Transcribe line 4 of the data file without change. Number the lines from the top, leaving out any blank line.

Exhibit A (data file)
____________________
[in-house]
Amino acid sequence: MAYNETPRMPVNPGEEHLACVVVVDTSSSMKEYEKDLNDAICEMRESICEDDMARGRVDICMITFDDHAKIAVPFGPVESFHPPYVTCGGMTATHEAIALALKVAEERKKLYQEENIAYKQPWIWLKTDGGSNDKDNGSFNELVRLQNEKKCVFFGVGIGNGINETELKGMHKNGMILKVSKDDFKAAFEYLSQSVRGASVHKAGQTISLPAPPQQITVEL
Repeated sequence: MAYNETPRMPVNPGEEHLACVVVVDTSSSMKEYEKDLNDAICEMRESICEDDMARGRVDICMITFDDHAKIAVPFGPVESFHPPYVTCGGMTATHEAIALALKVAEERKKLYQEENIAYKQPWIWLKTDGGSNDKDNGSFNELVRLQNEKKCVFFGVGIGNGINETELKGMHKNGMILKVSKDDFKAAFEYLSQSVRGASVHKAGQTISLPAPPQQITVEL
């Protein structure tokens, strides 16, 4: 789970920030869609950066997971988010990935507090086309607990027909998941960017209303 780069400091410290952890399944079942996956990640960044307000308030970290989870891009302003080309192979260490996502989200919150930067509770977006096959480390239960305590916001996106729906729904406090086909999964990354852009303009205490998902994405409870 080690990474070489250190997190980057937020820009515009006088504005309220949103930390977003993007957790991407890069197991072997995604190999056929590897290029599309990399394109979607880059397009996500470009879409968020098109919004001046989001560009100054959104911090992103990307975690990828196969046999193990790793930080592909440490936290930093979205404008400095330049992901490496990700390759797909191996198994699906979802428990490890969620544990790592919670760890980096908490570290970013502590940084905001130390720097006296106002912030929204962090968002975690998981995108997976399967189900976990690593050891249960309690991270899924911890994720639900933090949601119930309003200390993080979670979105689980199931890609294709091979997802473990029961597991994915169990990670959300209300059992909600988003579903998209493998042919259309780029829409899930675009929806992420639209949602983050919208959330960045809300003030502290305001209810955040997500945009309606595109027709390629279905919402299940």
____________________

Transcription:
């Protein structure tokens, strides 16, 4: 789970920030869609950066997971988010990935507090086309607990027909998941960017209303 780069400091410290952890399944079942996956990640960044307000308030970290989870891009302003080309192979260490996502989200919150930067509770977006096959480390239960305590916001996106729906729904406090086909999964990354852009303009205490998902994405409870 080690990474070489250190997190980057937020820009515009006088504005309220949103930390977003993007957790991407890069197991072997995604190999056929590897290029599309990399394109979607880059397009996500470009879409968020098109919004001046989001560009100054959104911090992103990307975690990828196969046999193990790793930080592909440490936290930093979205404008400095330049992901490496990700390759797909191996198994699906979802428990490890969620544990790592919670760890980096908490570290970013502590940084905001130390720097006296106002912030929204962090968002975690998981995108997976399967189900976990690593050891249960309690991270899924911890994720639900933090949601119930309003200390993080979670979105689980199931890609294709091979997802473990029961597991994915169990990670959300209300059992909600988003579903998209493998042919259309780029829409899930675009929806992420639209949602983050919208959330960045809300003030502290305001209810955040997500945009309606595109027709390629279905919402299940």